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Pumpkin Possibilities!

Between the lively outdoor activities of summer and the chilling winds of winter, comes the nip in the air that speaks of change. This changes begins the wonderful transitional time of fall. The pumpkins show their vibrancy of color as the plants prepare to go dormant. They’re not only pretty to use in decorating, but they can also be cooked to make enjoyable meals, breads or desserts.

I’m sure you’ve seen Acorn, Spaghetti, and Butternut squash in the farmers markets and grocery stores. These act as a nice addition to a meal or as the main course itself.  As the names suggest, Acorn and Butternut squash produce a nutty flavor that can become more pronounced the longer they are stored after harvest. Spaghetti squash is a healthy alternative for those of us told to “watch our carbs.”  Spoon homemade tomato sauce on the squash, close your eyes, and remember those childhood memories of past family meals.

The pumpkins we offer to you can be a delight to your eyes as table decorations and also to your dessert table.  You are aware of the traditional orange face and sugar pumpkins that create your Halloween Jack-O-Lanterns.  You can enjoy roasting the pumpkin seeds by putting the seeds in a bowl with 1 Tablespoon corn or sunflower oil, 1Tablespoon salt, and 1 – 2 teaspoons salt. Coat the seeds and put onto a baking sheet in a 225 degree oven, stirring frequently until the shells are a golden brown. Cool and enjoy after about  1 hour of baking .  There are plenty of recipes to be found for pumpkin pies, so find one that you like, and don’t forget the whipped cream or ice cream.

Onto the more interesting pumpkins. Have you seen the pumpkins that look like they have peanuts glued onto to the skin? Those are aptly named peanut pumpkins. They are edible and bake into pies along with the steel green skinned Jarrahdales.  Jarrahdales have a thick skin so take your time cutting them, and get ready for the naturally sweet golden yellow flesh that makes a great tasting pie.  It’s not stringy or watery like the regular orange variety.  The paler Blue Doll can be canned, made into pies, and turned into warm soup on a cool night.  The Triamble, that looks like a witches’ face can even be used in baking. They also have a tough skin, so take your time.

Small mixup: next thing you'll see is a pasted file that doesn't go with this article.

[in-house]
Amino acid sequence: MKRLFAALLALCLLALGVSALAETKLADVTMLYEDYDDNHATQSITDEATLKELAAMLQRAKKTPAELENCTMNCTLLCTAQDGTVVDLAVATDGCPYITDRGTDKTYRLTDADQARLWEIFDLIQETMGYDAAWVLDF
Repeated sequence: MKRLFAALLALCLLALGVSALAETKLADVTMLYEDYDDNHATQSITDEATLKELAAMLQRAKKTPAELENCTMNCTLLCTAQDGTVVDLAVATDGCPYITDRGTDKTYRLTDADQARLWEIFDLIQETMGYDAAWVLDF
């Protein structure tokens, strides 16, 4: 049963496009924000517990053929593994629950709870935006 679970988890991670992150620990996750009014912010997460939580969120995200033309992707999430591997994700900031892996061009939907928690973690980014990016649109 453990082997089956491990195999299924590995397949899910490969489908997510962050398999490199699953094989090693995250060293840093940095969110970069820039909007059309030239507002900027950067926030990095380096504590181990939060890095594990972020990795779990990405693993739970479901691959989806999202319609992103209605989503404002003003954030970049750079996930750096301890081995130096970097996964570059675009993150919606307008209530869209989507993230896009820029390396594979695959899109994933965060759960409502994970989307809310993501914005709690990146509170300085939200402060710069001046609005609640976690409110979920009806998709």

Our white Cotton Candy pumpkin has a sweet white flesh that can be used in soups, in a squash recipe, or substituted in a traditional orange pumpkin pie recipe.  Flat Boer White Pumpkins can be mashed and baked.  One Too Many pumpkins are a mix of white and orange with orange stripes. It’s a good baking pumpkin.  Do you see the trend?  There is the buff colored Long Island Cheese that looks like a ring of cheese and tastes similarly to Butternut squash. Again, add it to the list of pumpkins used in pies.

We have pumpkins with pink to redder skins that can be quite tasty when baked.  It’s time to look online and in recipe books to find a delicious way to add pumpkin to your meals.  There is a Cinderella pumpkin named after the famed story. Think about it.  The insides of the pumpkin had to be used for something. Musque D’Provence is a fine flavored pumpkin originally from Southern France. Beauty for both your decorating and tastebud needs.

The cooler season makes us think of the warmth and smells of the kitchen. Enjoy walks in the brisk winds and the sound of crunching leaves while knowing there’s a golden glow of colors, smells and tastes awaiting you at home.